Date of Award


Degree Type


Degree Name

Master of Science (MS)




The Great Alaska Earthquake of 1964 (magnitude 9.2) greatly altered the coastal landscape in southcentral Alaska and had particularly dramatic effects on the Copper River Delta (CRD), an ecologically and economically important area within the Chugach National Forest. The earthquake caused tectonic uplift (up to 3.5m) of the CRD coastal tidal marsh and transformed it into a perched freshwater marsh. Copper River Delta ponds, which are crucial habitat to a myriad of migrating songbirds, shorebirds, and waterfowl, are of particular interest to wildlife managers in the CRD and along the Pacific coasts of North, Central and South America. This study was conducted to characterize the general ecology of CRD ponds, with particular focus on aquatic insect communities.

Twelve ponds in two geomorphologic zones were studied to compare physicochemical characteristics, aquatic insect community structure and annual secondary production. Six ponds were in the Uplifted Marsh (UM), which was formed as a result of the tectonic uplift, and six ponds were in the Outwash Plain (OP), an area that was present before the earthquake and was relatively unaffected by tectonic activity. Uplifted Marsh and OP ponds were similar with respect to basic physicochemical parameters. Callicorixa vulnerata (Uhler 1861) (Hemiptera: Corixidae) was the numerically dominant non-dipteran taxon in 11 of the 12 study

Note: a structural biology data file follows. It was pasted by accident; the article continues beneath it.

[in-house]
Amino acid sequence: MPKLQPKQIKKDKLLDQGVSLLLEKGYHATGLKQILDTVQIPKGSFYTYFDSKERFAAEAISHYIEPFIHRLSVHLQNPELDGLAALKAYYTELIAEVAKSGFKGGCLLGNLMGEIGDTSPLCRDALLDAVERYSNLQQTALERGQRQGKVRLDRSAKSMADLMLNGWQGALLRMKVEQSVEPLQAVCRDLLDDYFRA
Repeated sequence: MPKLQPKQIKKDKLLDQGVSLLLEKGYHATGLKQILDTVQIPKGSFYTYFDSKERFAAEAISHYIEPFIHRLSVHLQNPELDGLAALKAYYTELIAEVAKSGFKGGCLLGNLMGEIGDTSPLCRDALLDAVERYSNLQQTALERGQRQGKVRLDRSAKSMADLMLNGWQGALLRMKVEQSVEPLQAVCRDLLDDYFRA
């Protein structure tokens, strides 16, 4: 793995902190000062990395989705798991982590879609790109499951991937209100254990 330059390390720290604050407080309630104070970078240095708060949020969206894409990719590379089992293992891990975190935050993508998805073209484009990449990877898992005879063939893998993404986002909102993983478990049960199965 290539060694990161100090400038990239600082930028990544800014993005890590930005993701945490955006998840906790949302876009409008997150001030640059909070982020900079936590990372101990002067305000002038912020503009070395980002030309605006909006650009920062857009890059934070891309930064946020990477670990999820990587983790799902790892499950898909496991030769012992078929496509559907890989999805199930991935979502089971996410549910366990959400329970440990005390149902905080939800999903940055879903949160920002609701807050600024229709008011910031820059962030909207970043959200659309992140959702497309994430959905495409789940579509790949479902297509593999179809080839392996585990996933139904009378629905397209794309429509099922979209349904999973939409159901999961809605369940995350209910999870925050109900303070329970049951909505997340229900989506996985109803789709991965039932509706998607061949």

ponds and represented 30-81% of all non-dipterans collected. Densities of the numerically dominant predators, Aeshna spp. (Odonata: Aeshnidae) and Enallagma spp. (Odonata: Coenagrionidae) were higher in OP ponds (<1-20/m2) compared to UM ponds (<1-4/m2), and production was 5X higher in OP than in UM ponds (507 vs. 97 mg AFDM/m2/yr). In contrast, secondary production of aquatic insect primary consumers such as Agrypnia spp. (Trichoptera: Phryganeidae) and Nemotaulius hostilis (Trichoptera: Limnephilidae), although found in relatively low densities (<1-3.3/m2), was almost 10X higher in UM ponds than in OP ponds (246 vs. 30 mg AFDM/m2/yr). Overall, annual secondary production of non-dipterans was greater in UM ponds than in OP ponds (3091 vs. 2205 mg AFDM/m2/yr). Results from this study indicate distinct differences in aquatic insect community structure, secondary production, and functional feeding group composition in UM and OP ponds. Creation of the UM ecosystem by tectonic disturbance increased the availability of suitable habitats for aquatic insects, particularly primary consumers, e.g., Trichoptera, and omnivores, e.g., C. vulnerata, which subsequently colonized UM ponds to take advantage of the newly abundant primary food resources (aquatic vegetation). In comparison, more mature OP ponds supported higher densities of aquatic insect predators, particularly Odonata, while supporting lower densities of Trichoptera and C. vulnerata.

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Creative Commons Attribution-Noncommercial-No Derivative Works 3.0 License
This work is licensed under a Creative Commons Attribution-Noncommercial-No Derivative Works 3.0 License.